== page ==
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Steven Hoelscher, Chair Burdine 437, Mailcode B7100, Austin, TX 78712 • 512-471-7277

Fall 2004

AMS 390 • American Space and Place

Unique Days Time Location Instructor
27950 T
2:00 PM-5:00 PM
GAR 301

Course Description

This graduate seminar will investigate the power of space and place in American culture. It takes as its starting point an apparent paradox embedded in the heart of globalization: at exactly the same time that the very political-economic processes that would seem to homogenize place—to render the globe “placeless”—in fact increase its importance. “Place-bound identities,” David Harvey notes, “become more rather than less important in a world of diminishing spatial barriers to exchange, movement, and communication.” Thus, globalized flows of capital, population, goods, and terrorism not only bring the world together, but they tear it apart. At the center of this irony is the United States itself: a space created with an ideal of liberty, equality, individual opportunity, and social improvement, but set in a place of profoundly uneven patterns of wealth, crime, and pollution. We will address this contradiction from a range of multidisciplinary literatures—American studies, geography, anthropology, architecture, sociology, history, and cultural studies—and by examining both theoretical materials and empirical case studies.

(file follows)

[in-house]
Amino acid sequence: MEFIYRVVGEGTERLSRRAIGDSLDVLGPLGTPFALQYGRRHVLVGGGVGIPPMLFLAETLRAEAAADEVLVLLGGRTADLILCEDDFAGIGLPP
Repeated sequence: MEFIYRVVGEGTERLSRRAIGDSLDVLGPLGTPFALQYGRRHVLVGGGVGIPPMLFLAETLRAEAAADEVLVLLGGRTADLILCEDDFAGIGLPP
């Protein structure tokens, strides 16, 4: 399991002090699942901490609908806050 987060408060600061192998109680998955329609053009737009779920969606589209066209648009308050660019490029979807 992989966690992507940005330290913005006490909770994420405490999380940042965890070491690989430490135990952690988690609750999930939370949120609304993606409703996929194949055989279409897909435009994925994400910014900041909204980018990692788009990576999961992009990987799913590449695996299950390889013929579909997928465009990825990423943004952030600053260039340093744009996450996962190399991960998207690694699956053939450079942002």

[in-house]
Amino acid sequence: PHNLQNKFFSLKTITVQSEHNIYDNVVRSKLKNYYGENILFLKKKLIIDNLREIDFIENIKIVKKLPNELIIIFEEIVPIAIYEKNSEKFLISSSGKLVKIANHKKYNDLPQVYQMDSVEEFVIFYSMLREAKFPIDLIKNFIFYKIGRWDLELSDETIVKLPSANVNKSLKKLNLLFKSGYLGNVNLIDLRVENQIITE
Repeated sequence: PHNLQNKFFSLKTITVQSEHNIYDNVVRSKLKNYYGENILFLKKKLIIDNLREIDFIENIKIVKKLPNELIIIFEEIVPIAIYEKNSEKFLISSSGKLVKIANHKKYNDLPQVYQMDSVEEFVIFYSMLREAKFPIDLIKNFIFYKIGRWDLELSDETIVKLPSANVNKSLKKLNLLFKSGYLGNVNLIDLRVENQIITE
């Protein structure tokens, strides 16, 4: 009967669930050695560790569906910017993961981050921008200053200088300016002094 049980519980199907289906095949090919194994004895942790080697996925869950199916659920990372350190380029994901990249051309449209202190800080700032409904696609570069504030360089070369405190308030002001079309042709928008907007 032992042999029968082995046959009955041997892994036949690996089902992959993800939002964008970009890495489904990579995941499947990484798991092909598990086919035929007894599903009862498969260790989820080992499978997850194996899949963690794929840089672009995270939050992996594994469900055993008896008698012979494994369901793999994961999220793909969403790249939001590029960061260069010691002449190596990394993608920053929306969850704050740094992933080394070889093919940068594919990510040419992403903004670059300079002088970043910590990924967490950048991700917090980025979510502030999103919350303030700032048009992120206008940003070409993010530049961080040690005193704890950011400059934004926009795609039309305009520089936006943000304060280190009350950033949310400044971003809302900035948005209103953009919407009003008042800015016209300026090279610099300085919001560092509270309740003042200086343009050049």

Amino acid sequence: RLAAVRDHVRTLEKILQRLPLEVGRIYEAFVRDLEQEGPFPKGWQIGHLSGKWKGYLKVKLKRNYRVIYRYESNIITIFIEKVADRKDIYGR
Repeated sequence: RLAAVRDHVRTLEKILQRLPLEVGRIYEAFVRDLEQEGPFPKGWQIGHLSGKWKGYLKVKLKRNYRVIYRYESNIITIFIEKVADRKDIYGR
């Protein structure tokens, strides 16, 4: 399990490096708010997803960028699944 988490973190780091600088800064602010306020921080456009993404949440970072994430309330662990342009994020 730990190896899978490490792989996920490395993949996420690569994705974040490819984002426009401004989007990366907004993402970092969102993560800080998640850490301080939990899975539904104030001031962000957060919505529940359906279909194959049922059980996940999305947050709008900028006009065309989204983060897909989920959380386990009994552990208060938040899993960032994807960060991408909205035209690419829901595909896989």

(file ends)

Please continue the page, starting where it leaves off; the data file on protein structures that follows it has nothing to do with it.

Grading Policy

This course will be conducted as seminar with open discussion of the assigned readings and other course materials. I expect that students will come to class well prepared to present and respond to discussion questions and ideas about the readings.


TENTATIVE READING LIST (a sampling of the kinds of materials we will read in this class) Yi-Fu Tuan, Space and Place: The Perspective of Experience Doreen Massey, Space, Place, and Gender Michael Sorkin and Sharon Zukin, After the World Trade Center: Rethinking New York City William Leach, Country of Exiles: The Destruction of Place in American Life Edward Linnenthal, The Unfinished Bombing: Oklahoma City in American Memory Virginia Scharff, Twenty Thousand Roads: Women, Movement, and the West David E. Nye, Narratives and Spaces: Technology and the Construction of American Culture John Walton, Storied Land: Community and Memory in Monterey Gray Brechin, Imperial San Francisco: Urban Power and Earthly Ruin Erika Doss, Spirit Poles and Flying Pigs: Public Art and Cultural Democracy in American Communities


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